Still find it humourous that the Q1 had more clearance into Pittsburgh (and more range overall) than the passenger duplexes for a year or two. It might not have been in service as much as it could've, but it was a Panhandle regular, plus runs on the Sandusky Branch. Well over 600 miles if I did my math right. Also did some math regarding its lifetime mileage and for kicks compared it to the early records of the L-4 Mohawks. The Q1's annual average is lower that of the L-4's within their first four years, but it's higher than their mileage in passenger service during that period. Quite impressive given the lower range and speeds. The design says Shop Queen, but the mileage says Large Cruiser.

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Posted by Overmod on Sunday, June 30, 2024 8:48 AM

Most of the early duplex designs (B&O, ATSF, PRR Q1) were built with the assumption of minimizing 'rigid' (I.e. driver) wheelbase.  The Q1 is a peculiarly interesting case, as it was specifically intended as a 5/4 expansion of the M1/M1a 4-8-2, with 77" drivers so clearly intended as dual-service, not just M&E.  You would not have gotten this engine through any restricted trackwork if it had the rear cylinders a la Q2 -- even necking the cylinder support.  Even a "duplex" version of an ATSF 5001/5011 class would have had a shorter driver wheelbase!

The real trouble with the Q1 in my opinion is that PRR had no idea what to do with it, certainly after 'standardizing' on T1s for all the fast passenger trains, and keeping the 50mph freight restriction postwar.

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Posted by RailfanGXY on Friday, July 5, 2024 8:10 AM

Might be a wild take, but I think the best thing for the Q1 would've been to put it in passenger service at that point. Sure it lags behind the T1 in most aspects, but it has a bit more range and availability compared to the S1 and S2. Its power curve is seemingly ahead of most 4-8-4's, and doing better than a Niagara until 45 mph while suggesting it could catch up to an N&W J at 70 mph if not a little later.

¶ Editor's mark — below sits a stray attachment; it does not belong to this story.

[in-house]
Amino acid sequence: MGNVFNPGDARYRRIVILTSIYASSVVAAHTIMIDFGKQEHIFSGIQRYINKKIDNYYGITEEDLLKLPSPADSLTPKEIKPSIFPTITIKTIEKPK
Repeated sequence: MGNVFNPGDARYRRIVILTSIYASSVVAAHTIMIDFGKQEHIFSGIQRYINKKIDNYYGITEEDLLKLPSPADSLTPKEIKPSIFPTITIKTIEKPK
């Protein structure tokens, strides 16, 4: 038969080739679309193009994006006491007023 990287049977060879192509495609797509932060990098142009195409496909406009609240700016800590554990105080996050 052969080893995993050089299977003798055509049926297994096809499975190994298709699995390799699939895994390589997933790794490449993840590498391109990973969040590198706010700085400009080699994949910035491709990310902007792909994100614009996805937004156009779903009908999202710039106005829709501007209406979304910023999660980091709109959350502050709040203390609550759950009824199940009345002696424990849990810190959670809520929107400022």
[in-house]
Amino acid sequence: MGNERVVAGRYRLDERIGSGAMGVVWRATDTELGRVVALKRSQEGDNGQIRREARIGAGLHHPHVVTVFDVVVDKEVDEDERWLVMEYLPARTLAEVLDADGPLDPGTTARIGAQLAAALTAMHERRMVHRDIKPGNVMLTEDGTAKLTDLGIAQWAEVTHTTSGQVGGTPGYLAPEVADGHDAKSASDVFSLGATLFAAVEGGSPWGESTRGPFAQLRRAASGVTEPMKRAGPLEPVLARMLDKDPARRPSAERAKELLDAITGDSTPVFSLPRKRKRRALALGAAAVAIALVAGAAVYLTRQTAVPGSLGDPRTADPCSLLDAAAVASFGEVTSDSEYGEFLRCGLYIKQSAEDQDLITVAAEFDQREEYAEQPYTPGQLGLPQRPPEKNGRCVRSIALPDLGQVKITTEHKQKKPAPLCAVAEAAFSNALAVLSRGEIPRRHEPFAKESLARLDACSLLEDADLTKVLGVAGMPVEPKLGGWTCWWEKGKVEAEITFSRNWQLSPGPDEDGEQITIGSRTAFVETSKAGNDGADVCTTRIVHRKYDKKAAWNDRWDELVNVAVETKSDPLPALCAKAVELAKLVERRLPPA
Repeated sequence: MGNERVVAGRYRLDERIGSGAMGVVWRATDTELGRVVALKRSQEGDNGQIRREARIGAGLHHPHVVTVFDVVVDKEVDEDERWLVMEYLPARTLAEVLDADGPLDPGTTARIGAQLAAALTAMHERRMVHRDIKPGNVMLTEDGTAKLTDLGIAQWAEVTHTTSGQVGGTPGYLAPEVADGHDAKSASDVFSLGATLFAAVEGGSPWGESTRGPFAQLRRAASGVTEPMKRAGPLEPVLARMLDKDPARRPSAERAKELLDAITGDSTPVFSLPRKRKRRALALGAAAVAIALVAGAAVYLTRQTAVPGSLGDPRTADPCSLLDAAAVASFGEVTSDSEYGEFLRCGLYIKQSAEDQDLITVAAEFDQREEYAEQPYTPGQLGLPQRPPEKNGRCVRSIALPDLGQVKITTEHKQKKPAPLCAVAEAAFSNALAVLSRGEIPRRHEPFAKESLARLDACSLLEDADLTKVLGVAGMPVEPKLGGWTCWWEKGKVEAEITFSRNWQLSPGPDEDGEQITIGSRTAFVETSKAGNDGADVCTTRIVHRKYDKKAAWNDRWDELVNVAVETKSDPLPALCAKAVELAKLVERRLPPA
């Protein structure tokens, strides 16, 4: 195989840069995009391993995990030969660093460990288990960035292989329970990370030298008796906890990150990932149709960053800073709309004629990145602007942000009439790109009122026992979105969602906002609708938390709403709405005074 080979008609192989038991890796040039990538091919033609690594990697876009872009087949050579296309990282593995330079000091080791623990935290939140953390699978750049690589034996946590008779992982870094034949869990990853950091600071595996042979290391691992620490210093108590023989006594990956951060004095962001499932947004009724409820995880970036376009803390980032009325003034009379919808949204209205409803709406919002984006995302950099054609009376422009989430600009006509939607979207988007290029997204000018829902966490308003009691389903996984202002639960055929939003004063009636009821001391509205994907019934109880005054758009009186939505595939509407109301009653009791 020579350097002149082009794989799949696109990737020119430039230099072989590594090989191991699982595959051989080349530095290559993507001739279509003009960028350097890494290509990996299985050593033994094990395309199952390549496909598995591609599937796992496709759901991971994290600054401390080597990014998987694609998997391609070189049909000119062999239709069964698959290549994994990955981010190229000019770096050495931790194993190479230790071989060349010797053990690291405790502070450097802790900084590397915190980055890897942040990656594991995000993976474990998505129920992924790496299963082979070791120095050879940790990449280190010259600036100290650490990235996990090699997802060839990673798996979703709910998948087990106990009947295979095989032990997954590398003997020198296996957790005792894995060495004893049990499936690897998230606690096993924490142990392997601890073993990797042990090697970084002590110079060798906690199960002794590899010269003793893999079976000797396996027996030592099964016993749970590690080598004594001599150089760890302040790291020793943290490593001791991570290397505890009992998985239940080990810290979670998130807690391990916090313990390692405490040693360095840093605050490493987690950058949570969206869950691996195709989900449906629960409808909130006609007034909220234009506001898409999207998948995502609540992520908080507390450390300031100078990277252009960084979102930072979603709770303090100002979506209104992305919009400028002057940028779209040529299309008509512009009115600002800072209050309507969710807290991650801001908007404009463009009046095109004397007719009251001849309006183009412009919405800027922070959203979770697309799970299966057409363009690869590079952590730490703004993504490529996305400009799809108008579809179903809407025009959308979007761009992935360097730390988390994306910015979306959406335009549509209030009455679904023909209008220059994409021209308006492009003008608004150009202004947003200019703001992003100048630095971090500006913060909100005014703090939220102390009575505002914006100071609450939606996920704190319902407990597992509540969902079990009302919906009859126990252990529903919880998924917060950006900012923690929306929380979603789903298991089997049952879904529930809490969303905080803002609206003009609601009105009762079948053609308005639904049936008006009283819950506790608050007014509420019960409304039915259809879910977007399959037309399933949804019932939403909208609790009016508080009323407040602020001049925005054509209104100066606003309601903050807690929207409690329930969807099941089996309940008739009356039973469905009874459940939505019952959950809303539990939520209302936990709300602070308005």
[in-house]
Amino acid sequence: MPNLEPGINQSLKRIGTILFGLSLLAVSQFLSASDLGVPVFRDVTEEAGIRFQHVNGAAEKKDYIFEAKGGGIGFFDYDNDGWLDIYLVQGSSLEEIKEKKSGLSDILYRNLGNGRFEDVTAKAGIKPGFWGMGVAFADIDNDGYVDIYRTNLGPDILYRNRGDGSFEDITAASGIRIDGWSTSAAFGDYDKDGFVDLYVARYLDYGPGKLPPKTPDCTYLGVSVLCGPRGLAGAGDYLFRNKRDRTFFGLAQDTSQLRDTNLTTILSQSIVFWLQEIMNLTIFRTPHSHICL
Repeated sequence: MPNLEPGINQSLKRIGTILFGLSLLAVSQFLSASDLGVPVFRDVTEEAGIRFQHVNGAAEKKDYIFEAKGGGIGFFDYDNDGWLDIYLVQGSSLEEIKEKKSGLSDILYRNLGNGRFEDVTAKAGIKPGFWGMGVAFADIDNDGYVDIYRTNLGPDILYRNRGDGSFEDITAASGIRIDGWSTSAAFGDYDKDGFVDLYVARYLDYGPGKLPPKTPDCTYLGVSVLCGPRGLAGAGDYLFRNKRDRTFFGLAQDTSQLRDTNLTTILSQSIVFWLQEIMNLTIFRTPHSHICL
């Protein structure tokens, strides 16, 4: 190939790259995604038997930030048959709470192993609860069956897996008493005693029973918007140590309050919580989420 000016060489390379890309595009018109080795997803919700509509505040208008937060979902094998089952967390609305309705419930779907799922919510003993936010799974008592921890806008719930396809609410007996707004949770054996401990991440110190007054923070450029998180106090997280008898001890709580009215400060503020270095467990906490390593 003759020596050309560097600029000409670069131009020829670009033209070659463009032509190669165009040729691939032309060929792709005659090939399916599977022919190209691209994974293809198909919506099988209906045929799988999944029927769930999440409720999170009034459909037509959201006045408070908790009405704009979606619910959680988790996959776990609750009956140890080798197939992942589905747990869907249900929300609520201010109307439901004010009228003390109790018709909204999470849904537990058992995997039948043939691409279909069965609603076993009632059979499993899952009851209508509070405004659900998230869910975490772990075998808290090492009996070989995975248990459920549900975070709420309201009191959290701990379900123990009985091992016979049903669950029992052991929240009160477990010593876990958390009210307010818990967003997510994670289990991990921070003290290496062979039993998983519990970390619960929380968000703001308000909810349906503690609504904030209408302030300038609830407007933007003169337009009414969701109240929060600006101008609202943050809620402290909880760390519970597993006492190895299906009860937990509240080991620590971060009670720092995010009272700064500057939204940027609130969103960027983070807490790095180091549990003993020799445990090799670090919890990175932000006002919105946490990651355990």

I typically think the PRR could've done with a 4-4-4-6 if they wanted to make a step up from the M1, but the fact the Q1 could still generate that much power as a 4-6-4-4 with its "restrained dimensions" is still quite impressive. And to its credit, not only does its tractive effort eclipse all the 4-8-4's, it also has an ace or two above the J and the Niagaras. As well as having higher drivers than a J, and not needed tandem rods like a Niagara, the duplex layout lends the Q1 a bit better to high speeds. Firstly in safety; as much as people like to point out the duplexes propensity to slip, none of them broke large components on the running gear. The T1's broke valves often from excessive speed, but the gear itself wasn't damaged too often. Compare that to the numerous 4-6-4's and 4-8-4's that bent or threw their rods at least once. Secondly, there's a perfomance benefit.

Rather than raising the pressure and stretching the cylinder (smaller bore, longer stroke) the duplexes use shrunk cylinders; comparitively short strokes. I recall one advert of the S1 using "switcher cylinders!" Closest comparison that comes to mind are the Bulleid Merchant Navies, quite similar to the T1's in their original form (for another time haha) but in their rebuilt form retained the quite small 18x24" cylinder dimensions, as well as a free-steaming boiler tied to a Belpaire firebox. The next closest Pacific with the same pressure and wheelsize (and cylinder count) was the 30 "shared" LNER A2's. The Peppercorn iteration managed 101 mph with a Double Kylchap and 19x26" cylinders, while the earlier Thompson A2/3's (identical TE dimensions) could match the timings of the A4-hauled Coronation to the minute, so they likely could make 101 mph as well. However, 3 of the rebuilt Navies were clocked at or slighlty above 105 mph! They're probably the highest speeds recorded for 74"wheeled locos, as both the authenticated speed records (streamlined and not) and the next loco after them to break 100 mph had 80" drivers.